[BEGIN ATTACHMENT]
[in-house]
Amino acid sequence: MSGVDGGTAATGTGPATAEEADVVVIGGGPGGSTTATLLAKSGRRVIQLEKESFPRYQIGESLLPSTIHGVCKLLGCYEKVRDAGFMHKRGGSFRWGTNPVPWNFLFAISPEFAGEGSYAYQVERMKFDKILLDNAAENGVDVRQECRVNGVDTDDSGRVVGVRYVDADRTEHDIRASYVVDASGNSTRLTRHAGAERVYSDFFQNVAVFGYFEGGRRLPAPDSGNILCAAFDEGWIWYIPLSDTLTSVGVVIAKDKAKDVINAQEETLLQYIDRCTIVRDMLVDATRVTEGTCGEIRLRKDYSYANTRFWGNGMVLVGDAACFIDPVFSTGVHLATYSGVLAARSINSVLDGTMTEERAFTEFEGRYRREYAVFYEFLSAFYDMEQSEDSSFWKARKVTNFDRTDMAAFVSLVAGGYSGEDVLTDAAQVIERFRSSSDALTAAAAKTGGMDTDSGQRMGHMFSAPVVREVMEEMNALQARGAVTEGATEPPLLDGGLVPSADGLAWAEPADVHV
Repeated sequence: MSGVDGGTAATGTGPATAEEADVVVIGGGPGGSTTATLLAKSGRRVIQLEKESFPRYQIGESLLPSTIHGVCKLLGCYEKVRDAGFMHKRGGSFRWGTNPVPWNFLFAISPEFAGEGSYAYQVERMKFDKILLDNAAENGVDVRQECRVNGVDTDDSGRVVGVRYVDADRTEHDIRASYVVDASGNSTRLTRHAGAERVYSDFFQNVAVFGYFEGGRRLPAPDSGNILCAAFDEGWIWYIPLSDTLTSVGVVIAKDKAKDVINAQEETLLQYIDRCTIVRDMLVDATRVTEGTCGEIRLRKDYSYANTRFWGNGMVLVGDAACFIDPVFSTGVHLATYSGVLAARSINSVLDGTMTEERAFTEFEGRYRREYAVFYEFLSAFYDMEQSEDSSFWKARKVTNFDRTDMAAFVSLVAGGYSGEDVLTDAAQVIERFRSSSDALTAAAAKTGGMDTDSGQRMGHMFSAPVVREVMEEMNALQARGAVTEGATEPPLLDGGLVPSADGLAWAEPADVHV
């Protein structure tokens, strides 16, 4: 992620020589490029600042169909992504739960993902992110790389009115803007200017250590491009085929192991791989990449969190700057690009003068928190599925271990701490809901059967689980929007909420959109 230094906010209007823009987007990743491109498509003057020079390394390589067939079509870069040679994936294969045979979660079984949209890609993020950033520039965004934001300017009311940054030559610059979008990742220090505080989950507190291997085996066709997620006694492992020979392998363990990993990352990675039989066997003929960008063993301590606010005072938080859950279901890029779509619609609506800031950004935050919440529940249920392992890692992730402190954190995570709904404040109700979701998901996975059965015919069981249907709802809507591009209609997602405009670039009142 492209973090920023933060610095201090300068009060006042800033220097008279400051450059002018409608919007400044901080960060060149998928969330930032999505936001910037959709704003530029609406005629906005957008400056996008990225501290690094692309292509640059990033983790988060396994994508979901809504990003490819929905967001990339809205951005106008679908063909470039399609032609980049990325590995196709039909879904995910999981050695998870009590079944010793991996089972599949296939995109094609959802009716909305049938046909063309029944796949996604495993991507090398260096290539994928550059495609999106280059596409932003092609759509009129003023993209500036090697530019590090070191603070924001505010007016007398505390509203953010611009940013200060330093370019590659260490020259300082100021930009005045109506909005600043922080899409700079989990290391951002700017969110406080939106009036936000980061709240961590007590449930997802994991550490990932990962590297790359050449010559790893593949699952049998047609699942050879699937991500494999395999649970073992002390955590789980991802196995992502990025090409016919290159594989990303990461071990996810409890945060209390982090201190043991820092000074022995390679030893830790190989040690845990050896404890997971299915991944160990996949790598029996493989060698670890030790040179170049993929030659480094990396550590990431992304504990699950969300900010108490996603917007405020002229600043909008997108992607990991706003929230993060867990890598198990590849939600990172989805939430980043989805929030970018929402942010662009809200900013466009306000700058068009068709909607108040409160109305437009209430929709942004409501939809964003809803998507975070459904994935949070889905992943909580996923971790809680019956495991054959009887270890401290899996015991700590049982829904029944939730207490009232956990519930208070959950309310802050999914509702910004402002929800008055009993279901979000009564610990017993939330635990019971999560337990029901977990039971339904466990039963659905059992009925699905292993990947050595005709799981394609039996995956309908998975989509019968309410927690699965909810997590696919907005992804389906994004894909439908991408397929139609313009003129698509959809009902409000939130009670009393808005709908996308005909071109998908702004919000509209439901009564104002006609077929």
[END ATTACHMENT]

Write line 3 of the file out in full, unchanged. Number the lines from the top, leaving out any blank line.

Repeated sequence: MSGVDGGTAATGTGPATAEEADVVVIGGGPGGSTTATLLAKSGRRVIQLEKESFPRYQIGESLLPSTIHGVCKLLGCYEKVRDAGFMHKRGGSFRWGTNPVPWNFLFAISPEFAGEGSYAYQVERMKFDKILLDNAAENGVDVRQECRVNGVDTDDSGRVVGVRYVDADRTEHDIRASYVVDASGNSTRLTRHAGAERVYSDFFQNVAVFGYFEGGRRLPAPDSGNILCAAFDEGWIWYIPLSDTLTSVGVVIAKDKAKDVINAQEETLLQYIDRCTIVRDMLVDATRVTEGTCGEIRLRKDYSYANTRFWGNGMVLVGDAACFIDPVFSTGVHLATYSGVLAARSINSVLDGTMTEERAFTEFEGRYRREYAVFYEFLSAFYDMEQSEDSSFWKARKVTNFDRTDMAAFVSLVAGGYSGEDVLTDAAQVIERFRSSSDALTAAAAKTGGMDTDSGQRMGHMFSAPVVREVMEEMNALQARGAVTEGATEPPLLDGGLVPSADGLAWAEPADVHV